Financial altruism shows possible link to cognitive profile of early Alzheimer's disease


Elderly populations are more be inclined to use their money for charitable purposes and more likely to encounter financial abuse. Yet little is known about the link between charity donation behaviours and cognitive decline in older adults. In this context, researchers have sought to investigate the link between one’s willingness to give away money and signs of early Alzheimer’s disease (AD), in a study published on 13 June 2022, in the Journal of Alzheimer’s disease. 67 older adults who did not have dementia or cognitive impairment, with an average age of 69, were put into pairs with an anonymous person. They were given the sum of 10 dollars which they were asked to allocated as they wished (in incremental sums of 1 dollar), between the anonymous person and themselves. The researchers also proceeded to assess individuals’ cognitive status.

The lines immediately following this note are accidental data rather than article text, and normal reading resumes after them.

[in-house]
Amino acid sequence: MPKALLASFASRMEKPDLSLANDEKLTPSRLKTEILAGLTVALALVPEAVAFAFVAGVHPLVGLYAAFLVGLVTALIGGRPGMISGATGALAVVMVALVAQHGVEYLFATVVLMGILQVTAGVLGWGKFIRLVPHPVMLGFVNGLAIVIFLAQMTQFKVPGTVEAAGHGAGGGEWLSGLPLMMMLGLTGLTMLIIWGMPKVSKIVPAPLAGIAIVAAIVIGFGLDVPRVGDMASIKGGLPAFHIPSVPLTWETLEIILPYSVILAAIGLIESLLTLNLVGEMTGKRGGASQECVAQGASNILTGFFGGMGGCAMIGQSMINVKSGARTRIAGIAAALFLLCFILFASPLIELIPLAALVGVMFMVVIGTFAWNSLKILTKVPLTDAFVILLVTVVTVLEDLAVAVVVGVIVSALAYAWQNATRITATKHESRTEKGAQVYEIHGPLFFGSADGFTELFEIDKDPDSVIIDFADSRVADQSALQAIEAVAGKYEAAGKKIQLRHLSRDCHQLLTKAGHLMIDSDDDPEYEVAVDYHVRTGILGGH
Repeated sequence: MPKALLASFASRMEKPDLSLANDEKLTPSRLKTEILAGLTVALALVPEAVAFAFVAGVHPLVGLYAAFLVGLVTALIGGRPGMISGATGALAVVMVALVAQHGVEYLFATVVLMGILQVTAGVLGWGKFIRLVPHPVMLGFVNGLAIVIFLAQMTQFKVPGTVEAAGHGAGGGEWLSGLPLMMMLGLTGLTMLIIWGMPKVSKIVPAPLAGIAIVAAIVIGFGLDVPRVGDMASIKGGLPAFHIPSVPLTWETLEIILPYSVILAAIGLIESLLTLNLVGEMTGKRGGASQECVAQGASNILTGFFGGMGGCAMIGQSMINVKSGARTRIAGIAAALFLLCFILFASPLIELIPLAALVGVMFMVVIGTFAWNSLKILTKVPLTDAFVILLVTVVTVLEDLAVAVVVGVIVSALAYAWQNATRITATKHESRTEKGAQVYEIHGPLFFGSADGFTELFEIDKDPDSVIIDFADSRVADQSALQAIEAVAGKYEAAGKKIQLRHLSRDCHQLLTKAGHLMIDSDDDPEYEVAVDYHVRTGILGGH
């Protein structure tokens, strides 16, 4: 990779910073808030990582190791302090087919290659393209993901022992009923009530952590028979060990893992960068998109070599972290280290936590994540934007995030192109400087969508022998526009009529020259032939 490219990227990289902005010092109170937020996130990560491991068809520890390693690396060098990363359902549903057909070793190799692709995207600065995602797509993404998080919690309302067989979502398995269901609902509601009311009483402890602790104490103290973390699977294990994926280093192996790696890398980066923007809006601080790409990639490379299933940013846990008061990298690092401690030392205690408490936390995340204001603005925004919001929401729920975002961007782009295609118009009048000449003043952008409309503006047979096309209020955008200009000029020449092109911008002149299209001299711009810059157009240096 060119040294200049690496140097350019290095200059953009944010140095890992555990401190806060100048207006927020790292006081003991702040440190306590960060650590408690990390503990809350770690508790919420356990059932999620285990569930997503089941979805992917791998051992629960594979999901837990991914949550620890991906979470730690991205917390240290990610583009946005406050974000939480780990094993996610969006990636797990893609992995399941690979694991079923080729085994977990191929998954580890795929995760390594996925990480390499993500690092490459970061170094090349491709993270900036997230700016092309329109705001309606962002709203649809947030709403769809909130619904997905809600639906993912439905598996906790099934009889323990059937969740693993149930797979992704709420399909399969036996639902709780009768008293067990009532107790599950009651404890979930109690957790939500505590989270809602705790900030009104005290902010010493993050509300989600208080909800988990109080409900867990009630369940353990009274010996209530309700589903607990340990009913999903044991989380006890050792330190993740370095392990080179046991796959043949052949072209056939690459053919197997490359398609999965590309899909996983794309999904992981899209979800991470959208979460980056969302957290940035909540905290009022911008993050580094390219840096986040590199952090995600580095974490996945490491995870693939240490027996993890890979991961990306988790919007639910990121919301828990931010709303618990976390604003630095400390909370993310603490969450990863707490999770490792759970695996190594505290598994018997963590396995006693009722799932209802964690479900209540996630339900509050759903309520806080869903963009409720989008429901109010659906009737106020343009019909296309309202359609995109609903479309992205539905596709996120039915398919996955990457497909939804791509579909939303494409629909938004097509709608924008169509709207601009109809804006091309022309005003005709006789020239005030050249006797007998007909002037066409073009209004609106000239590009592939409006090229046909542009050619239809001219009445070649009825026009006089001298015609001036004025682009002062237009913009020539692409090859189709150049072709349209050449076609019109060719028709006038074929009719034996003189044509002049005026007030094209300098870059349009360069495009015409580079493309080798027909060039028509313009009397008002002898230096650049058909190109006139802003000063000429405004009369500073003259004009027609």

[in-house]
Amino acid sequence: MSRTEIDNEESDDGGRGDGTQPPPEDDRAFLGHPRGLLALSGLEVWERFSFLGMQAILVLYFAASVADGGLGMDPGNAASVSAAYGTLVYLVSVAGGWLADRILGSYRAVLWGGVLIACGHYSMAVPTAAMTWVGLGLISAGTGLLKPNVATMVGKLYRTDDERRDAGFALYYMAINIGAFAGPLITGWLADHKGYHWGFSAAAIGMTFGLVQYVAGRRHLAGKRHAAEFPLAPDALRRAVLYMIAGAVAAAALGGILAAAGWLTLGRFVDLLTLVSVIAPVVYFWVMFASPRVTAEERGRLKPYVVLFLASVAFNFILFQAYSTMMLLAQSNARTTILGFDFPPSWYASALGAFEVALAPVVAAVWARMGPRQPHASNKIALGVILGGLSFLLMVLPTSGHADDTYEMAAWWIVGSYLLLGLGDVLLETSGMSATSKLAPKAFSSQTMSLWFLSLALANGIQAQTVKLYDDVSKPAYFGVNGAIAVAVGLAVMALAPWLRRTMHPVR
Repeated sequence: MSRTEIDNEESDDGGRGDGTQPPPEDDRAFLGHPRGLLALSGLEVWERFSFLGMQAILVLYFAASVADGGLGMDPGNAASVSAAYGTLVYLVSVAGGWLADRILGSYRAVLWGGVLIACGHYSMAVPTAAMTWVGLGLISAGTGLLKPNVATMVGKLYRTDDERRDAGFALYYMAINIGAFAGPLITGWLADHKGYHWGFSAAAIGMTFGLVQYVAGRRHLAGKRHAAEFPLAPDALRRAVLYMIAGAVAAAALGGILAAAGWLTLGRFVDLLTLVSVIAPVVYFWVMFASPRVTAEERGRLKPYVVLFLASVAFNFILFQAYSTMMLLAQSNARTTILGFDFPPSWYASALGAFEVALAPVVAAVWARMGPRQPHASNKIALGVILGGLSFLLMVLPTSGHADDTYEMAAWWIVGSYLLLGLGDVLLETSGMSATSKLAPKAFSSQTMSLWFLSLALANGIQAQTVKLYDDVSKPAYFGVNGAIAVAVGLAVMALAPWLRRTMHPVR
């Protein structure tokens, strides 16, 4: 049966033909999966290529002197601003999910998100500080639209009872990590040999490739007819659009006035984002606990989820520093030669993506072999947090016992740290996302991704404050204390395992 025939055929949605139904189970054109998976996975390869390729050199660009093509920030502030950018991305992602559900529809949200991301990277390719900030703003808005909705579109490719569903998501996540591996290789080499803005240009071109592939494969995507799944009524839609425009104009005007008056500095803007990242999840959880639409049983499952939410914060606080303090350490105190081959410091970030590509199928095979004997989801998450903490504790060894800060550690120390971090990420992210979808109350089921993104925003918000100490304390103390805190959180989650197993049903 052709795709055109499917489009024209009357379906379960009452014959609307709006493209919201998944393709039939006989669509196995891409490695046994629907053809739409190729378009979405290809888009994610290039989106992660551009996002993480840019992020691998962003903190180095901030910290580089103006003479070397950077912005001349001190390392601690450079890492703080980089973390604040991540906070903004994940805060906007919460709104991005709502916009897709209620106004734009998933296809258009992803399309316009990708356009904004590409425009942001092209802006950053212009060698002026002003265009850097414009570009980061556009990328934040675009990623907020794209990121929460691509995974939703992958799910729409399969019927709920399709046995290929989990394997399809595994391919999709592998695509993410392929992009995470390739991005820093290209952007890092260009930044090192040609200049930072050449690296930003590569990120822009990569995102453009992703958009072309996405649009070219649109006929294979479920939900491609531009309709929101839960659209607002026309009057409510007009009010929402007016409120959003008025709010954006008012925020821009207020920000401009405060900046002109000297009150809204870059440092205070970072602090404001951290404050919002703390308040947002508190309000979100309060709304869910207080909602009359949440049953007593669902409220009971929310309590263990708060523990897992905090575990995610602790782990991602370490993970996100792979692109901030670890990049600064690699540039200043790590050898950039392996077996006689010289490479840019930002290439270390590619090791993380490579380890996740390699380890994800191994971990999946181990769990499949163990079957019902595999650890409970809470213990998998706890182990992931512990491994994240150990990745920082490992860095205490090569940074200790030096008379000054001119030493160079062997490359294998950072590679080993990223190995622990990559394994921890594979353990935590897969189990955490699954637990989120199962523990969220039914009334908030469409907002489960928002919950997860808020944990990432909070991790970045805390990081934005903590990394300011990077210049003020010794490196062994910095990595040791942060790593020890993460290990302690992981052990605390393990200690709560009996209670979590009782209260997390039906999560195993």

The participants underwent neuropsychological tests that are commonly used to detect the presence of early AD. The study findings revealed that individuals who were willing to bestow more money to the anonymous person exhibited significantly lower scores on the early Alzheimer’s-sensitive cognitive measures. According to the authors, these results could indicate that changes in altruistic behaviour could be a sign of early AD. They also note that more research is needed to understand the link between altruism and cognition, and that advances in this field could help with earlier detection of AD and recognising unhealthy patterns of altruistic behaviours. Furthermore, they say this could also forge a better understanding of how to best protect older adults and people with cognitive decline from financial exploitation, such as online scams.